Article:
I have a theory about money, and it goes like this:
If you were selling hot dogs at a hot dog stand, and some guy walked up and asked you how much a hot dog cost, would you hem and haw and say to the guy:
“Uh, well, let me see…usssssuually I charge between one dollar and three dollars-ish—yeah, that’s right—but since this is your first time buying a hot dog from me, I’m happy to work with you on the rate, or you could tell me what your budget is and we can go from there. How does that, um, sound?”
No! Because the price of a hot dog is the price of a hot dog—and you wouldn't feel guilty about stating the cost. You’d just state it. Part of the reason why you’d feel comfortable stating the cost, however, is because you’re just an employee, and you’re not setting the prices. It’s out of your hands.
Similarly, however, a lot of the pricing of your business is out of your hands, just the same. Believe it or not, your business is an separate entity from you, and it needs to generate a certain amount of revenue in order to exist. Those are simply the facts. And just because you’re a facilitator of that business, does not mean that you have the power to renegotiate all of the strategic pricing that your business has set. Doing so would be like being the kid at the hot dog stand, arbitrarily assigning different prices to every customer, taking a crap shoot at whether or not you’ll turn a profit that day.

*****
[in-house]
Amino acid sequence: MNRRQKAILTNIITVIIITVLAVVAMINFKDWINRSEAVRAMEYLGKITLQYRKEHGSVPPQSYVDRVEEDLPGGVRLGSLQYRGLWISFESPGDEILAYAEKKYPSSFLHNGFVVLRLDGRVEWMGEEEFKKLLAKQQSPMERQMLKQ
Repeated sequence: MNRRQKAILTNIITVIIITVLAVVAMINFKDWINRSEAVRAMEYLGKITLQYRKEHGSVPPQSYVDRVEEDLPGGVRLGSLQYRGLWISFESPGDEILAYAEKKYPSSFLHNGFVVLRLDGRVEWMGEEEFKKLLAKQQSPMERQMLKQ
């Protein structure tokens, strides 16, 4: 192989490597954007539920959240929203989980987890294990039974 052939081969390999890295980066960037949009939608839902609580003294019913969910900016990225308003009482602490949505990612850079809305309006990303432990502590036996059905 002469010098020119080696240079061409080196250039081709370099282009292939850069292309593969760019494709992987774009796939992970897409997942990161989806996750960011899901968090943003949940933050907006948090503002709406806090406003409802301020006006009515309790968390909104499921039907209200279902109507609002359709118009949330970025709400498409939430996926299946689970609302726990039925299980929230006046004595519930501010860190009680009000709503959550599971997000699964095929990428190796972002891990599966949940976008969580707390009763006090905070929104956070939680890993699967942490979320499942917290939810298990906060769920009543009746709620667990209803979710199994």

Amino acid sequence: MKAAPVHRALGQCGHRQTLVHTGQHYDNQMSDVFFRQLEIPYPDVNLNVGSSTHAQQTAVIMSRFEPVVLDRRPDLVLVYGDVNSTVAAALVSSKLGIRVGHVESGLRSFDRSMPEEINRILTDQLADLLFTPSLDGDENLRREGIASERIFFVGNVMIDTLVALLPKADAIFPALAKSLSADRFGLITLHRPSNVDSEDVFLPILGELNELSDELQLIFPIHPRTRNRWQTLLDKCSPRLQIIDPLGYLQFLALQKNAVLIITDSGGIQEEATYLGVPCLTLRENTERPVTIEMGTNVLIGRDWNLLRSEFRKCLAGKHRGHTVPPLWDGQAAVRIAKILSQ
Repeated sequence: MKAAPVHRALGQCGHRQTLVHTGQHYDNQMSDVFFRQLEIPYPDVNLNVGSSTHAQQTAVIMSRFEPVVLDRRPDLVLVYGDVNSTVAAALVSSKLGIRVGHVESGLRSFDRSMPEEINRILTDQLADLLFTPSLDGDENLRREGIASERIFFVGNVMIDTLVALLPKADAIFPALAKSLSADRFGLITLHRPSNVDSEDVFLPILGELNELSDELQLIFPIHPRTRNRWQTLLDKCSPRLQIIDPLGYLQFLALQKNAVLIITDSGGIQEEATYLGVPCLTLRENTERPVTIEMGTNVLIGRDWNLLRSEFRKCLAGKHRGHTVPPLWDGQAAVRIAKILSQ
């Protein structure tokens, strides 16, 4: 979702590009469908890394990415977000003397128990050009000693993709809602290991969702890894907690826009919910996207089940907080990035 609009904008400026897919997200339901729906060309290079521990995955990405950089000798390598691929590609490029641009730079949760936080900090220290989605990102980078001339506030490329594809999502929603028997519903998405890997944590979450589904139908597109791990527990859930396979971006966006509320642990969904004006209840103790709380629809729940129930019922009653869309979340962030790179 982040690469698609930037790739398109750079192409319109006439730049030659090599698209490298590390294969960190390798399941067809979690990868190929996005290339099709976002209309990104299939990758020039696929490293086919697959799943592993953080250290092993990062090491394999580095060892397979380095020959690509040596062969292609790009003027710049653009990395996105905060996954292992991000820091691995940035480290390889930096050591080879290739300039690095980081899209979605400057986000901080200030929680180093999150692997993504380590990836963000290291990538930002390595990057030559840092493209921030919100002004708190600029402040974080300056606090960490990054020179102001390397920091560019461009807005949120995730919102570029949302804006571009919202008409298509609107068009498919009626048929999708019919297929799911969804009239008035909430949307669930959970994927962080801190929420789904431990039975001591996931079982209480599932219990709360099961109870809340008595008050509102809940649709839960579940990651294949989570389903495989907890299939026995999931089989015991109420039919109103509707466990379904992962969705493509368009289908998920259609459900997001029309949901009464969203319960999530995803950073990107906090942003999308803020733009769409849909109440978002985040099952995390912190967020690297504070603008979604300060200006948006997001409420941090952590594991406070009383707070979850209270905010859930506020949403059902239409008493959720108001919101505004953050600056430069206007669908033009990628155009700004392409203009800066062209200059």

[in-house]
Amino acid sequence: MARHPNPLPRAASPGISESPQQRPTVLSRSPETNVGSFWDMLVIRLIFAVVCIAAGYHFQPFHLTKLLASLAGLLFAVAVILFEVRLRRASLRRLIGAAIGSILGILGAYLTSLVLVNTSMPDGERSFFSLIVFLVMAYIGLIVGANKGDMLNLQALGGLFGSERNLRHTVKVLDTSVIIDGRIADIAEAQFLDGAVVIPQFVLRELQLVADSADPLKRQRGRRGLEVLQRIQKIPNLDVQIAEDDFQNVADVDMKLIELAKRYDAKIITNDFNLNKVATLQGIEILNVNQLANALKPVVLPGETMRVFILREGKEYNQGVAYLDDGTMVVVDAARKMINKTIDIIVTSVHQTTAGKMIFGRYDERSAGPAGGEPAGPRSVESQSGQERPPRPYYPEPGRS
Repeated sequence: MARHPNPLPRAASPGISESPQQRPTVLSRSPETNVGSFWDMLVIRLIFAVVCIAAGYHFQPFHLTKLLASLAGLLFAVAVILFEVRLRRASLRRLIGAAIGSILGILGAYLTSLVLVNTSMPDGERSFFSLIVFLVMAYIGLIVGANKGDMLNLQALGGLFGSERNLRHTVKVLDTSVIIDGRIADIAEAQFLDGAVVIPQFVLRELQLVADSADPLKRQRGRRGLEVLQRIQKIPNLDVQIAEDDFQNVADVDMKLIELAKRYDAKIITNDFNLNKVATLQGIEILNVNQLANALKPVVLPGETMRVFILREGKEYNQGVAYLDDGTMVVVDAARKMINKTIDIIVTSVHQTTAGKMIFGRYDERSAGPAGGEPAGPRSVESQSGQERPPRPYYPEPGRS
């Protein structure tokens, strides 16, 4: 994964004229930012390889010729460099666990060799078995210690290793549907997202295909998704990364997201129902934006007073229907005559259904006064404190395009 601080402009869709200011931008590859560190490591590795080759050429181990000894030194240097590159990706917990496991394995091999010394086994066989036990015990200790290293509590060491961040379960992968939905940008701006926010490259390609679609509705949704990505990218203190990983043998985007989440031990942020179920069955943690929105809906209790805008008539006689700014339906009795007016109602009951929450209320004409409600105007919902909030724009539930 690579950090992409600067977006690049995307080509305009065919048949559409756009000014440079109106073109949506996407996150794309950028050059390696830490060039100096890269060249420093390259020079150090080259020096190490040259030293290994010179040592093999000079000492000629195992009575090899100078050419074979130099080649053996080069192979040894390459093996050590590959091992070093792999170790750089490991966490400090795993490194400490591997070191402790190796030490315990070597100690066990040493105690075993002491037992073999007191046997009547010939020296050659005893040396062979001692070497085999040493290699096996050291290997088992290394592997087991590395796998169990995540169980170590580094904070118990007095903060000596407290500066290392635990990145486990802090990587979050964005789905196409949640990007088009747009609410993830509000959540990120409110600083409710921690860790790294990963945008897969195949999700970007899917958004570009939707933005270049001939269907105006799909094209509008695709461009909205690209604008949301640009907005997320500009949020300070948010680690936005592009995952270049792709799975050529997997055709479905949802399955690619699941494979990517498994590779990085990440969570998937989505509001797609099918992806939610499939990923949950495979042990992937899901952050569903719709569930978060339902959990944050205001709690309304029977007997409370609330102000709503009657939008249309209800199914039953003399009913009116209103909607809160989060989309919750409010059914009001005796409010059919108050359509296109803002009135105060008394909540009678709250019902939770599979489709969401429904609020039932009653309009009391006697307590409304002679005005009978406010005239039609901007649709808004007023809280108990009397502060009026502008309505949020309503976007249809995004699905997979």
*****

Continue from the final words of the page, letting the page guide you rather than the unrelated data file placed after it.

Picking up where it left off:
The price is the price—and it exists for a reason.
And thinking about yourself as a vendor at a hot dog stand—hilariously smelly as that might seem—can be really helpful when it comes to getting the confidence to state your rates without wavering and/or shitting yourself silly.
(More delightful imagery, sponsored by The Middle Finger Project.)